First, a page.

Religious devotion

Religious devotion is considered one of the characteristic Filipino values. Given that about 80% of the country’s population are Catholics, a papal visit obviously generates a lot of attention. Many Filipino people still strongly believe in religious blessings as a possible way out of poverty, misery, or serious health problems. The yearly processions devoted to Santo Niño and the Black Nazarene (both images brought to the Philippines by the Spanish in the 17th century), for example, also draw millions of people, all of them hoping for a miracle if they touch the statues.

In an effort to explain the popularity of such gatherings anthropologists have argued that these people are seeking divine intervention to alleviate their daily hardships. Thus, most people are actually more interested in the religious power ascribed to blessings and the physical contact with religious symbols than in the Pope´s exact wording of politically sensitive issues like family planning or divorce regulations.  Moreover, people in the Philippines are fascinated by stardom. There is enormous reverence for celebrities of any kind, whether basketball players, beauty queens, pop singers, or movie stars.
 


 

Spiritual leader

It is the combination of widespread religious fervor and celebrated stardom that explains the country´s sense of excitement about the Pope´s visit. And in spite of the Pope’s repeated message that the focus should not be on him but on the faith, he was treated as the star of the occasion. At a personal level it is more difficult to judge what the impact of the papal visit is or will be. But having observed the tens of thousands of people who attended the masses or flocked the streets to catch a glimpse of the Pope, I believe the visit is bound to have a lasting effect on many people. For some of them it will turn out to be a life-changing experience –  as in the case of the woman who commented on having been close to the spiritual leader of the Catholic Church with the words: "I have looked into the eyes of God."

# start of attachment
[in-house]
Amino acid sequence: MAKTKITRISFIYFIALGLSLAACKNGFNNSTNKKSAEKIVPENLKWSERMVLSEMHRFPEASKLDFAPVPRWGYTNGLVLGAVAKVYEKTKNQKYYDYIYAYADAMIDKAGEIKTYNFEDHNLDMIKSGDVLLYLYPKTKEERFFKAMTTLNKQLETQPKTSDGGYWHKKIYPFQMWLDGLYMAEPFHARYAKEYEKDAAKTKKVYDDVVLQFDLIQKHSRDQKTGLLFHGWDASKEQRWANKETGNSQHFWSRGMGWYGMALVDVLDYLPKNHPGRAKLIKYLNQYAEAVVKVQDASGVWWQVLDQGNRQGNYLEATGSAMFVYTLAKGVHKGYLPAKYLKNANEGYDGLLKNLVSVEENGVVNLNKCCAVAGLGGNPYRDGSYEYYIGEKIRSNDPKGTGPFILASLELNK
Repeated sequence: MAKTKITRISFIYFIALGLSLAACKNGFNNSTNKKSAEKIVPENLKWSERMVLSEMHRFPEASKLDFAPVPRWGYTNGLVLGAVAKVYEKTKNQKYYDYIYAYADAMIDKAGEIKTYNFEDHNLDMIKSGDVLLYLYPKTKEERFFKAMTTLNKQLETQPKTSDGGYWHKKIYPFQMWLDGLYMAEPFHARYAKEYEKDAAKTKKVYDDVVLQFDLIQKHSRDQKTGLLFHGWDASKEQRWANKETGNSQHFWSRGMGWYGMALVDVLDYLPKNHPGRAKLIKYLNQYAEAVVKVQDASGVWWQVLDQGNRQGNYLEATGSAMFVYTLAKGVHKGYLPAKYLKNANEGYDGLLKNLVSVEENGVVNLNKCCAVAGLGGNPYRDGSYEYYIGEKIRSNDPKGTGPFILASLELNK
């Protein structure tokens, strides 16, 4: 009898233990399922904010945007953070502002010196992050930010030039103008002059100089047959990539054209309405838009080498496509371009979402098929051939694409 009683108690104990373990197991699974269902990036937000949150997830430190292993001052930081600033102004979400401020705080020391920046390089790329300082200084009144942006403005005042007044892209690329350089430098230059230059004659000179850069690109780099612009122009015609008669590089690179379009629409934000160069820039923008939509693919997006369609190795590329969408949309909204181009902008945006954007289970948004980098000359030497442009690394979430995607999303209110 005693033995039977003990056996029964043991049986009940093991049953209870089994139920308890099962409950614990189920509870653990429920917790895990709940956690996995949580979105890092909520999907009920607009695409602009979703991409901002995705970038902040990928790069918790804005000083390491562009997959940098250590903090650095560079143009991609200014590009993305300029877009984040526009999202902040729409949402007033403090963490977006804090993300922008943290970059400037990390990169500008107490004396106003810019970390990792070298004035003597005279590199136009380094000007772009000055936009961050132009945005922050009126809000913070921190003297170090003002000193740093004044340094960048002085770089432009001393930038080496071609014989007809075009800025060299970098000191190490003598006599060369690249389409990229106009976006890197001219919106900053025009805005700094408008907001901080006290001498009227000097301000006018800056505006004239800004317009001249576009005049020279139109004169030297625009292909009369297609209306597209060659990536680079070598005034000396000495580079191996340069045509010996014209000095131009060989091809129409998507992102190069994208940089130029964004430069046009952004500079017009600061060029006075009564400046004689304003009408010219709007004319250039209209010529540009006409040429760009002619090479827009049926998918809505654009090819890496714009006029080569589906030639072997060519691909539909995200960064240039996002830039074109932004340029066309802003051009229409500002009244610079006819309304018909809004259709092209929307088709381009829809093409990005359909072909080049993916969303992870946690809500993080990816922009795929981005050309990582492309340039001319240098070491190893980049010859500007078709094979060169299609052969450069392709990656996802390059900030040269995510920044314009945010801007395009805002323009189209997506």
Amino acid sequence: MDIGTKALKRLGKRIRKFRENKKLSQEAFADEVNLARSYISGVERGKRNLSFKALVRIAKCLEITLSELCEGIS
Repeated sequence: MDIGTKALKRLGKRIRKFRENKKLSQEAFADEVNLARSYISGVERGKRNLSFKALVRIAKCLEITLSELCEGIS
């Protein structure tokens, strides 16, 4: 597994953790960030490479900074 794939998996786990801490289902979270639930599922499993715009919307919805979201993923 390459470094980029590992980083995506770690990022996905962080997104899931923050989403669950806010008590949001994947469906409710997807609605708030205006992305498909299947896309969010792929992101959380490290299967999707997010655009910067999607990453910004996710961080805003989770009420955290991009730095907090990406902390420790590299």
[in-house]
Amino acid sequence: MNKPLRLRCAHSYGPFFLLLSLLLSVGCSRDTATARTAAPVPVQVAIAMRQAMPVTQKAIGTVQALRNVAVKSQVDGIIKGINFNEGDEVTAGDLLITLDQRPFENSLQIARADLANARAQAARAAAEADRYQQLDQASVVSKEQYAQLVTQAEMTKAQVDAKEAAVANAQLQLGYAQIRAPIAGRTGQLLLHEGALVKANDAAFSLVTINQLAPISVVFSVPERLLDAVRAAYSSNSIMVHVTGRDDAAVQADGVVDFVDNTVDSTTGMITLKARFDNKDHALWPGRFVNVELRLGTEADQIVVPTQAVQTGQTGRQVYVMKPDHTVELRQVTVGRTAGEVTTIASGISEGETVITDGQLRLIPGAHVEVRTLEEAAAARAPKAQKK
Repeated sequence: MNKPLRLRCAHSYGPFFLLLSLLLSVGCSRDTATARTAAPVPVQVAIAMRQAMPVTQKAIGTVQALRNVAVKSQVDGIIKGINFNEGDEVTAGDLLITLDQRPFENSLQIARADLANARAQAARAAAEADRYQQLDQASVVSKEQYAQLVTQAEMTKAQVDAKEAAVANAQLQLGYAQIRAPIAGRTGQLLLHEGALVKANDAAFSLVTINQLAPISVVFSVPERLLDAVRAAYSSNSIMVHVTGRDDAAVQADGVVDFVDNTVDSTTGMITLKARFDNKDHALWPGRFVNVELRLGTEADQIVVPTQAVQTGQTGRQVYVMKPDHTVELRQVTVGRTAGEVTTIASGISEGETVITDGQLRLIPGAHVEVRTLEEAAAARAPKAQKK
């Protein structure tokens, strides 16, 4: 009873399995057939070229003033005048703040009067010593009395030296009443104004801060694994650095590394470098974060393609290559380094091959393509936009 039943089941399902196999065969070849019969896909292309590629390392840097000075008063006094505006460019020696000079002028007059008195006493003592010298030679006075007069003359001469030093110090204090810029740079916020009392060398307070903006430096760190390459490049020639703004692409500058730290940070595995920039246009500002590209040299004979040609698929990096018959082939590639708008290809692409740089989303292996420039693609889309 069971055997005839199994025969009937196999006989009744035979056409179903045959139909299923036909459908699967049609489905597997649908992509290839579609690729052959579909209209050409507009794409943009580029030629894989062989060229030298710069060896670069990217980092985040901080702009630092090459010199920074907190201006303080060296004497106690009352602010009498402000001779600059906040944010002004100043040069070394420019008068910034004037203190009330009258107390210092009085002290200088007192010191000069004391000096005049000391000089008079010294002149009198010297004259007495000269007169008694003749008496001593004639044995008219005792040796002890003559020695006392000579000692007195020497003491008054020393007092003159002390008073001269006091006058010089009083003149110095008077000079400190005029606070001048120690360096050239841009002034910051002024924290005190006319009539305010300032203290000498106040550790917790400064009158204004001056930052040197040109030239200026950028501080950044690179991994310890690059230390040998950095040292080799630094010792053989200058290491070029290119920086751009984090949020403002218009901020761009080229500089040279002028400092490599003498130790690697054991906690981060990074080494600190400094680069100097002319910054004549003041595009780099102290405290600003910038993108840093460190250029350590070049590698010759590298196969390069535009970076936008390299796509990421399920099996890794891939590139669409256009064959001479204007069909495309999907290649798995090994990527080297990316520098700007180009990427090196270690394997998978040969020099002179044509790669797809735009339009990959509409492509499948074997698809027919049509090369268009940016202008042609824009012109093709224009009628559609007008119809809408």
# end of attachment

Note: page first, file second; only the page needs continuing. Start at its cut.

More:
A nation´s defining moment 

In terms of politics too this visit was remarkable. It is also often argued that the Philippines lacks a strong sense of national identity. The Philippines remains a deeply divided society: there are huge clefts between rich and poor, Catholic and Muslim, urban and rural communities. Under a democratic surface, old feudal structures still prevail. The country ranks high on scales of corruption, and politicians do not enjoy a favourable reputation. But the Pope’s visit created a sense of national unity that can only rarely be observed. For five long days the overwhelming majority of the people focused on the Pope and his relevance for the country´s wellbeing.

Being in this country during the Pope´s visit, and particularly while watching the marching crowds on Roxas Boulevard, I had a sense that this visit was one of historic significance: one of the defining moments of a nation.